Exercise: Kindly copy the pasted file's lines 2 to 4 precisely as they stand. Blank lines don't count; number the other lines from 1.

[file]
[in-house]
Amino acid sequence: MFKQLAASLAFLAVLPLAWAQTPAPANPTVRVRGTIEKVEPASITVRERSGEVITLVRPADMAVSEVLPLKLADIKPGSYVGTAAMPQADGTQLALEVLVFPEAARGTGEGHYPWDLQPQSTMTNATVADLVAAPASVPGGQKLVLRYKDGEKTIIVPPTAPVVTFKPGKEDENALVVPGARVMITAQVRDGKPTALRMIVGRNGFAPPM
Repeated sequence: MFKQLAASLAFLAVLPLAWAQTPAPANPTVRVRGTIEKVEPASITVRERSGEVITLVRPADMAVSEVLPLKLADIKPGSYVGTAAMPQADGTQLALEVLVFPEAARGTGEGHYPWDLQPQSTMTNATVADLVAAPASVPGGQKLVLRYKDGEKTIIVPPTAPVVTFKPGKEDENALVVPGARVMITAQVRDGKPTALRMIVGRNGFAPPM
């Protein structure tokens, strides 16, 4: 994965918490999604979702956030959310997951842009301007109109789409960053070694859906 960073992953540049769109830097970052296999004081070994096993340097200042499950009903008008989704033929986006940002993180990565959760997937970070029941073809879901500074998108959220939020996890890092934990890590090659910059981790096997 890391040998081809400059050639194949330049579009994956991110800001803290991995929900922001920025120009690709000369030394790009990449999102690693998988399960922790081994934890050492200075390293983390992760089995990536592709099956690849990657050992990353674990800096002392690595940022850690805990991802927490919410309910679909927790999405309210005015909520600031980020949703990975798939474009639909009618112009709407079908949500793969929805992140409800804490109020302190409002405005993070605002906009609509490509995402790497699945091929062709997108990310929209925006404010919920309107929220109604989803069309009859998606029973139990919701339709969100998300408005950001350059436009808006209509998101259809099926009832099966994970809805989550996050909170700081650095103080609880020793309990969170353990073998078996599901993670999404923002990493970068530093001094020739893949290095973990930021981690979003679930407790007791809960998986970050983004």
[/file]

Amino acid sequence: MFKQLAASLAFLAVLPLAWAQTPAPANPTVRVRGTIEKVEPASITVRERSGEVITLVRPADMAVSEVLPLKLADIKPGSYVGTAAMPQADGTQLALEVLVFPEAARGTGEGHYPWDLQPQSTMTNATVADLVAAPASVPGGQKLVLRYKDGEKTIIVPPTAPVVTFKPGKEDENALVVPGARVMITAQVRDGKPTALRMIVGRNGFAPPM
Repeated sequence: MFKQLAASLAFLAVLPLAWAQTPAPANPTVRVRGTIEKVEPASITVRERSGEVITLVRPADMAVSEVLPLKLADIKPGSYVGTAAMPQADGTQLALEVLVFPEAARGTGEGHYPWDLQPQSTMTNATVADLVAAPASVPGGQKLVLRYKDGEKTIIVPPTAPVVTFKPGKEDENALVVPGARVMITAQVRDGKPTALRMIVGRNGFAPPM
């Protein structure tokens, strides 16, 4: 994965918490999604979702956030959310997951842009301007109109789409960053070694859906 960073992953540049769109830097970052296999004081070994096993340097200042499950009903008008989704033929986006940002993180990565959760997937970070029941073809879901500074998108959220939020996890890092934990890590090659910059981790096997 890391040998081809400059050639194949330049579009994956991110800001803290991995929900922001920025120009690709000369030394790009990449999102690693998988399960922790081994934890050492200075390293983390992760089995990536592709099956690849990657050992990353674990800096002392690595940022850690805990991802927490919410309910679909927790999405309210005015909520600031980020949703990975798939474009639909009618112009709407079908949500793969929805992140409800804490109020302190409002405005993070605002906009609509490509995402790497699945091929062709997108990310929209925006404010919920309107929220109604989803069309009859998606029973139990919701339709969100998300408005950001350059436009808006209509998101259809099926009832099966994970809805989550996050909170700081650095103080609880020793309990969170353990073998078996599901993670999404923002990493970068530093001094020739893949290095973990930021981690979003679930407790007791809960998986970050983004």